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Medical student confidence to care for a dying patient and their family: a systematic review

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posted on 2023-06-09, 20:14 authored by Geoffrey Wells, Elaney Youssef, Rebecca WinterRebecca Winter, Juliet Wright, Carrie LlewellynCarrie Llewellyn
Background: The General Medical Council expects medical graduates to care for dying patients with skill, clinical judgement and compassion. UK surveys continually demonstrate low confidence and increasing distress amongst junior doctors when providing care to the dying. Aim: This systematic review aims to determine what has been evidenced within worldwide literature regarding medical undergraduate confidence to care for dying patients. Design: A systematic electronic search was undertaken. Data extraction included measurements of baseline confidence, associated assessment tools, and details of applied educational interventions. Pre/post-intervention confidence comparisons were made. Factors influencing confidence levels were explored. The review was prospectively registered via PROSPERO (CRD42019119057). Data sources: MEDLINE, CINAHL, EMBASE, ISI Web of Science, ERIC, PsychINFO, British Education Index and Cochrane Review databases were accessed, with no restrictions on publication year. Eligible studies included the terms ‘medical student’, ‘confidence’, and ‘dying’, alongside appropriate MeSH headings. Study quality was assessed using the Mixed Methods Appraisal Tool. Results: Fifteen eligible studies were included, demonstrating a diversity of assessment tools. Student confidence was low in provision of symptom management, family support, and psycho-spiritual support to dying patients. Eight interventional studies demonstrated increased post-interventional confidence. Lack of undergraduate exposure to dying patients and lack of structure within undergraduate palliative care curricula were cited as factors responsible for low confidence. Conclusion: This review clarifies the objective documentation of medical undergraduate confidence to care for the dying. Identifying where teaching fails to prepare graduates for realities in clinical practice will help inform future undergraduate palliative care curriculum planning.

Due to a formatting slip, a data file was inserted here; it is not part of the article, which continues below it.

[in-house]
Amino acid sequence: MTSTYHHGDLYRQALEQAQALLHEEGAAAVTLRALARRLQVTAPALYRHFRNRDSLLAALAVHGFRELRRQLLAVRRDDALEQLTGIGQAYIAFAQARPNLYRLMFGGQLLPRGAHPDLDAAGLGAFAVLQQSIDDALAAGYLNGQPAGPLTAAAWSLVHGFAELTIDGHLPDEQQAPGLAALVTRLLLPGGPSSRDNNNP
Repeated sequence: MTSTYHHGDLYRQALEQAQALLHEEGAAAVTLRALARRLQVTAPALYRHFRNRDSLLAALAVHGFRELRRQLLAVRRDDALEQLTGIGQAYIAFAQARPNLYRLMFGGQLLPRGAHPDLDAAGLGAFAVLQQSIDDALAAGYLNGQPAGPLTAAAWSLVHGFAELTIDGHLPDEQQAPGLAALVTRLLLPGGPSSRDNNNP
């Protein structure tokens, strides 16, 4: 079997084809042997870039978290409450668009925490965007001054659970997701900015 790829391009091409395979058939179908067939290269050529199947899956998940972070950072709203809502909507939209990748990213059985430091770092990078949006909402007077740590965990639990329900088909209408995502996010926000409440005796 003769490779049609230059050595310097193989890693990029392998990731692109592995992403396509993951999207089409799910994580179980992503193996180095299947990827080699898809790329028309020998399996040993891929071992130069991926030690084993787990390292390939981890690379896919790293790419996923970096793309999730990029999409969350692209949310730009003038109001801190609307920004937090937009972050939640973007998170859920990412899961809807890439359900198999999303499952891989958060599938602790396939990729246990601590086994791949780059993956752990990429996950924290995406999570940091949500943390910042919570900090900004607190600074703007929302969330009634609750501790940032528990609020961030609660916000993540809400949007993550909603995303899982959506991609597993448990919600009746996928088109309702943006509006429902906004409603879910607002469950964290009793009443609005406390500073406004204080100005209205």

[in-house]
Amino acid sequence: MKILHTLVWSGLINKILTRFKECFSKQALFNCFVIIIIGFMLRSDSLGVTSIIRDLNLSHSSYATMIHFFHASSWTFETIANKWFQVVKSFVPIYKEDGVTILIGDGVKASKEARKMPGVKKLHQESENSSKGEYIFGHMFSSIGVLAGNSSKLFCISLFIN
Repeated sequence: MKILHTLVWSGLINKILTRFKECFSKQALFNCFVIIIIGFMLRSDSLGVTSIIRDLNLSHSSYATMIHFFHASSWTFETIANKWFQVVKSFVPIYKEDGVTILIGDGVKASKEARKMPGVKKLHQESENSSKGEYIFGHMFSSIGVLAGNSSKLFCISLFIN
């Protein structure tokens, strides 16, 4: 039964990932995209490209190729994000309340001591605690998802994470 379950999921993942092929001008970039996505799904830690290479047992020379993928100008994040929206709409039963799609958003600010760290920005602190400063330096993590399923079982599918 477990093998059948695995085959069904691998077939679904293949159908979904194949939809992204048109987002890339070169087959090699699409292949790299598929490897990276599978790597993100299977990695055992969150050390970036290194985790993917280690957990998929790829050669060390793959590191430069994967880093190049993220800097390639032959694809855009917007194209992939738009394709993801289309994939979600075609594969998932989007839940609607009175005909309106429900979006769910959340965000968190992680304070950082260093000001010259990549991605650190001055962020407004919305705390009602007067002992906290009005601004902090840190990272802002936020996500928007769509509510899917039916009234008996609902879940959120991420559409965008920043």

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BMJ Supportive and Palliative Care




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  • Division of Medical Education Publications

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